FIG. 1 is a schematic view of a plasma reaction chamber;
FIG. 2 is a schematic circuit showing the operation of a monopole electrostatic chuck;
FIG. 3 is a schematic circuit illustrating the operation of a bi-polar electrostatic chuck; and
FIG. 4 is a vertical section through an electrostatic chuck.
As can be seen in FIG. 1, plasma reactor apparatus, generally indicated at 10, includes a chamber 11 an electrostatic chuck 12 and clamping power supply 13, an upper electrode 14 typically of shower head design with gas inlets 16 to 18, an exhaust outlet 19 and wafer transfer mechanism 15. An RF filter 20 is positioned between power supply 13 and electrostatic chuck 12. The latter has a cooling circuit 21, whilst the heating coil 22 is provided around the chamber walls. A power supply 33 and matching circuit 32 are provided for biasing the wafer during processing.
Electrostatic chucks are, as has been mentioned, well known and they us the electrostatic force generated between opposite electrical charges to clamp the wafer to the platen. As can be seen in FIG. 1 the simplest arrangement is essentially, a parallel plate monopolar format, but in practice the bi-polar design of FIG. 2 is more reliable and here the wafer effectively becomes the connection between two identical capacitors.
The design of the chuck 12 is shown more specifically in FIG. 4 and it includes a base metallic section 23, which is water cooled by the cooling circuit 21, a pair of electrodes 24, with respective power connections 25, which pass up through the base 23 and are surrounded by insulating material 26. The electrodes 24 are set in bonding material 27 and are electrically separated from the base 23 by an intermediate insulating plate 28. A thick dielectric layer 29 is formed over the upper surface of the chuck 12, which is effectively defined by the upper surface of electrodes 24 and the intermediate bonding material 27. The upper surface 30 of the thick dielectric layer 29 receives the wafers such as illustrated at 31.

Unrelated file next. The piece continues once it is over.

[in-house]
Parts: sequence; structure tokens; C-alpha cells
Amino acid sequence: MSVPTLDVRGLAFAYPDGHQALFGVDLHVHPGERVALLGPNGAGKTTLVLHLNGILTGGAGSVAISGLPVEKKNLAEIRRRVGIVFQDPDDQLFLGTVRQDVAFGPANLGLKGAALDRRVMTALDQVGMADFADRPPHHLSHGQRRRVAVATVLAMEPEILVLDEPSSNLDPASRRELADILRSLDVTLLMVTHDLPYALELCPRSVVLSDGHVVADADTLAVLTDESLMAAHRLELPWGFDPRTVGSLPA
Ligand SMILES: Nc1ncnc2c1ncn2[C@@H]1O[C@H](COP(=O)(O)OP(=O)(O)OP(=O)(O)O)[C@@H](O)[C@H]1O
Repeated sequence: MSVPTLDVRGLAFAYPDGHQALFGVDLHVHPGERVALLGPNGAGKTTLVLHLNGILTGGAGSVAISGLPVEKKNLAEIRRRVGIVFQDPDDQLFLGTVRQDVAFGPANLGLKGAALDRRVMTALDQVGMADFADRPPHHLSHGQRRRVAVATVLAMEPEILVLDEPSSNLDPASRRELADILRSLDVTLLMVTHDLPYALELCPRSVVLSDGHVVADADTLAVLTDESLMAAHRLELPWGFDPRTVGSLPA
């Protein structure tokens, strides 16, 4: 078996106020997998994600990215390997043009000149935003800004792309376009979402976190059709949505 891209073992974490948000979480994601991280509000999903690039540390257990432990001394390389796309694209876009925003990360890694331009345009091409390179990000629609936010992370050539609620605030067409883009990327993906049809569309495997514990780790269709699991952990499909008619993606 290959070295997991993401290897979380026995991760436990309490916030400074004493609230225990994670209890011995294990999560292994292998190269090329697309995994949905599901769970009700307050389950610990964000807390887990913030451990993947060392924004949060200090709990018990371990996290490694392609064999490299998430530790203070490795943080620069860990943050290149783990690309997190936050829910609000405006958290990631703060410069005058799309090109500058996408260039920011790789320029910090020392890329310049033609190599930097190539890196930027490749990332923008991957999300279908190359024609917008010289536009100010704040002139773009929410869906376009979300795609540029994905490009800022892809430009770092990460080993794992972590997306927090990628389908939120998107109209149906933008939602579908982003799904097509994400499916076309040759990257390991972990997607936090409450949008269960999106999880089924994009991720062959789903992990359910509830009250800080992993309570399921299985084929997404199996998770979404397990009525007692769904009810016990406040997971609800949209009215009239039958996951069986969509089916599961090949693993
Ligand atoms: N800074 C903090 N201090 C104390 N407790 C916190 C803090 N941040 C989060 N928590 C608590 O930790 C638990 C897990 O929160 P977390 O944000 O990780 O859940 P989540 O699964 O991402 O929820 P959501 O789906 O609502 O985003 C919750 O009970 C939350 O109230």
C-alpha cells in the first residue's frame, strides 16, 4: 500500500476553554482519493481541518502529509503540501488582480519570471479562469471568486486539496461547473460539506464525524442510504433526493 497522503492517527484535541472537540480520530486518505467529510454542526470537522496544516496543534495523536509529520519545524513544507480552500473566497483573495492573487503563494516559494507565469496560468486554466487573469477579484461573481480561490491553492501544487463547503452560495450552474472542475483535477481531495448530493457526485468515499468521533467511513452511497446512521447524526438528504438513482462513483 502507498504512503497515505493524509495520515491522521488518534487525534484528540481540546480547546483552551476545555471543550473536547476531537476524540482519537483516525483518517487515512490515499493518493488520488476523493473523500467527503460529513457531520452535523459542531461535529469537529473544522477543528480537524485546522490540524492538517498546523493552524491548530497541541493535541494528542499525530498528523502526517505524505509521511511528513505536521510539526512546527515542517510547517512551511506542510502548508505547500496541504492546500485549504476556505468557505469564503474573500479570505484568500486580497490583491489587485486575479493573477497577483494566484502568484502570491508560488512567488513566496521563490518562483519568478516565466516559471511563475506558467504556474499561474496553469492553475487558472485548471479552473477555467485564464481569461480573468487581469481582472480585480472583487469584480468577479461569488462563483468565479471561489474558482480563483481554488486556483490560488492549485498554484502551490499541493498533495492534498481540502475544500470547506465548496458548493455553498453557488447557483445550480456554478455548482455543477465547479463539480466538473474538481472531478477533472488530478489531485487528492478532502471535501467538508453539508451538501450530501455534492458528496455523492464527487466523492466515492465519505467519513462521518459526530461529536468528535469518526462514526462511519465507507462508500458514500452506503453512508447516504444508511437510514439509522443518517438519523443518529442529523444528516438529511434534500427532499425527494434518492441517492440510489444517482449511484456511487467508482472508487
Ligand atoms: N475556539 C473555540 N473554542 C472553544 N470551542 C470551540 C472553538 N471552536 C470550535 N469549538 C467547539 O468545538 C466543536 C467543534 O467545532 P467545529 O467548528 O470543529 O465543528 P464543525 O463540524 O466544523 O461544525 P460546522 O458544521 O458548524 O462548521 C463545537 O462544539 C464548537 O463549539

As has already been mentioned the layer 29 may have a thickness between 0.5 and 1.5 mm and is preferably approximately 1 mm thick. Previously such thicknesses would not have been used, because it was perceived that the voltage that would be necessary to create electrostatic clamping through such a layer would have induced a voltage on the wafer surface that would have interfered with the plasma processes to be performed on the surface of the wafer. The Applicants have determined, surprisingly, that the around 5,000 volts, which is required with a 1 mm thickness to achieve clamping, is acceptable for plasma processes of the type described.
The RF filter 20 removes the AC voltage and current from the platen to the power supply 13 during the time that the RF plasma is struck within the chamber but allows the DC clamping voltage to pass through to the platen during the inducing of the clamping charge or the reversal of the voltage to achieve unclamping.
The electrostatic chuck of the invention may be used in many processes, but it is particularly preferred for the processing of a multi-layer photo resist to obtain a completely patterned etch resist on the semi-conductor wafer.